Whether you are removing malware automatically with a removal tool or manually, it is important to follow a proper removal procedure to prevent permanent damage from being done to your computer system. Before removing the malware:
- Identify malware files and processes either automatically or manually before removing them.
- Determine the extent of the threat the malware may pose to your system and neutralize the threat by finding the best removal instructions for the malware.
- Back up your complete system and create an emergency boot disk before attempting any malware removal. Be sure to back up any data files that are important to you and your email files. See the pages called Creating a Windows Emergency Boot Disk and How to Backup your Data and System.
Quick Removal Tip
Removal Tips: To quickly prevent some malware from running inside your browser, if your browser is Internet Explorer version 6 you can disable third party browser Extensions. This will stop all third party toolbars and Browser helper objects from loading and run a clean instance of Internet Explorer after a reboot. This process will not eliminate adware running without the aid of your browser.
To open the Internet options dialog box, with Internet Explorer open, click “Tools” on the menu, select “Internet Options”. When the internet options dialog box appears, click on the “Advanced” tab. If you uncheck the bottom line in the figure below then reboot your computer, third party browser extensions will be disabled.
Use manual removal when removal tools fail or may fail. Identify all hostile processes before attempting any removal either manually or with a removal tool. Methods to do this include:
- Identify all hostile processes running on your computer. Use can use your task manager to identify these processes. To open your task manager, right click your task bar and select “Task Manager”. Click on the “Processes” tab. The name of the process is listed under the “Image Name” field. Don’t worry about the “System Idle Process” or “System”. Processes you should worry about normally end with “.exe”, however the Task manager only displays 15 characters so the end if the complete name may be chopped off. You can also use a personal firewall to find hostile processes over a period of time.
- Determine which processes are legitimate and which ones are possible malware processes. Here are three websites which can help:
If these sites don’t help, find the name of the process such as processname.exe at your favorite search engine such as Google or Bing and use articles listed to find it. You can search the Web at Gigablast or Google groups which lists user questions and responses on e-mail and forum groups.
- Make a list of processes that are suspected of being malware and list the locations they are stored on the hard drive. (Use the Windows search function to find them). Check your list of suspected processes that you created these first three steps. Search your favorite search engine to find removal instructions for these processes.
- Boot to safe mode. In Windows 2000, this can be done by pressing the F8 key while the system is booting, then select “Safe Mode” from the menu. You will need to login as a local administrator. If your operating system is Windows XP or Windows Me, turn off Windows System Restore before running the scan because it may restore deleted files which support the removed adware.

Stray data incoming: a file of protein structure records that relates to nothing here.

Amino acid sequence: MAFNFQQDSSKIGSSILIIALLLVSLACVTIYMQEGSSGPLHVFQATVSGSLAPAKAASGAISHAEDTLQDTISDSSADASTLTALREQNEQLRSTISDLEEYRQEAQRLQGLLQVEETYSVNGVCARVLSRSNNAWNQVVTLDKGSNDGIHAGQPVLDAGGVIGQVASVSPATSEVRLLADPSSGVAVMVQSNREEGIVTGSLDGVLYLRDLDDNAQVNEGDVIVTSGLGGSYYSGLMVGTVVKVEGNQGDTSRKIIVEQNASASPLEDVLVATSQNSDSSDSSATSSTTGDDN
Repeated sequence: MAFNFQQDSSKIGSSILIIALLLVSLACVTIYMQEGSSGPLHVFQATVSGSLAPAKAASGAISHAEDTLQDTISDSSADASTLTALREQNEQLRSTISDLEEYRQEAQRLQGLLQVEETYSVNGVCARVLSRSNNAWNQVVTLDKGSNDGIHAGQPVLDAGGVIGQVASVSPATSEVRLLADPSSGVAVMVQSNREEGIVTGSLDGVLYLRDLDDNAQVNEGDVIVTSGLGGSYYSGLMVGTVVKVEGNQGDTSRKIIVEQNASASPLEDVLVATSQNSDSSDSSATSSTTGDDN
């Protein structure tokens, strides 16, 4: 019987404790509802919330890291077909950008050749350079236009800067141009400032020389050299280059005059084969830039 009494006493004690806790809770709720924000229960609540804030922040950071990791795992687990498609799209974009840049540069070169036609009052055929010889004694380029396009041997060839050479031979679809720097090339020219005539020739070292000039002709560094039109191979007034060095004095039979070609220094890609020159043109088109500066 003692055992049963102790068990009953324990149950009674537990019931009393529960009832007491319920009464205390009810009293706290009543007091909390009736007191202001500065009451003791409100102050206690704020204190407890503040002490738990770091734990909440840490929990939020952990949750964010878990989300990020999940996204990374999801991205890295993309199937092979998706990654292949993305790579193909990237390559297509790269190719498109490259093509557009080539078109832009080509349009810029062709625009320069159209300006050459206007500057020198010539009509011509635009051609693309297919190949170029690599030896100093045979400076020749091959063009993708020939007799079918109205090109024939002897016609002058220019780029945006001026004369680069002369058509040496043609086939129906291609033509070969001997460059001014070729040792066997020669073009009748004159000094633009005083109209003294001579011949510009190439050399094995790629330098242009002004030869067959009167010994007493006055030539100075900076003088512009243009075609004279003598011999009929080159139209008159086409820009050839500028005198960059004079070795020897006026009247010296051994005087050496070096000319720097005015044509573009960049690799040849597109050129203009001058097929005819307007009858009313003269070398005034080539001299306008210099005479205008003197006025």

- Run automatic removal tools (The first time you run these, they should be setup so they do not remove or quarantine hostile files before they are identified and researched properly). It is worth running several removal tools such as:
- spybot search and destroy
- If the adware is still there or comes back after you have run automatic tools or if you cannot find removal instructions, you may try to remove them manually following the procedure below, but keep in mind that many spyware and adware processes use tricks to prevent their removal such as:
- Changing file associations to make executable files require their program to run effectively crippling your computer if you delete or rename their file that is required to run the malware. You can check this by opening Windows Explorer or My Computer, then on the menu select “Tools”, then “Folder Options”, then click the “File Types” tab. Check to see if there is an entry for EXE extensions. If there is, click on the extension and note the name of the program associated with the entry. Then delete the entry before removing the adware process.
- Making their process restart immediately if someone tries to stop it. Usually you can boot to save mode and remove the file while in safe mode if this is the case. To remove the process:
- The below suggestions may help with manual removal.
- Stop the processes using your task manager (For Windows 2000, XP, and above).
- Determine where on your computer the files that are required to run the suspicious processes are located. You may use the Windows search function (selected by clicking on “Start”, “Search”, and selecting “For Files or Folders…”) to find the suspiciousfilename.exe.
- Delete or rename the files required to run the suspicious process. You may want to rename the files if you are not sure the process is actually a spyware or adware process.
- Save a copy of your system registry, then search your registry for entries using the name of your suspicious process and delete the ones listed in run and the runonce key entries. However, if you are not familiar with the Windows registry, it is best if you get an IT professional to help with this.
- If you still have the adware or spyware program re-appear later, you should consider using a personal firewall to help identify all hostile process when they access the internet.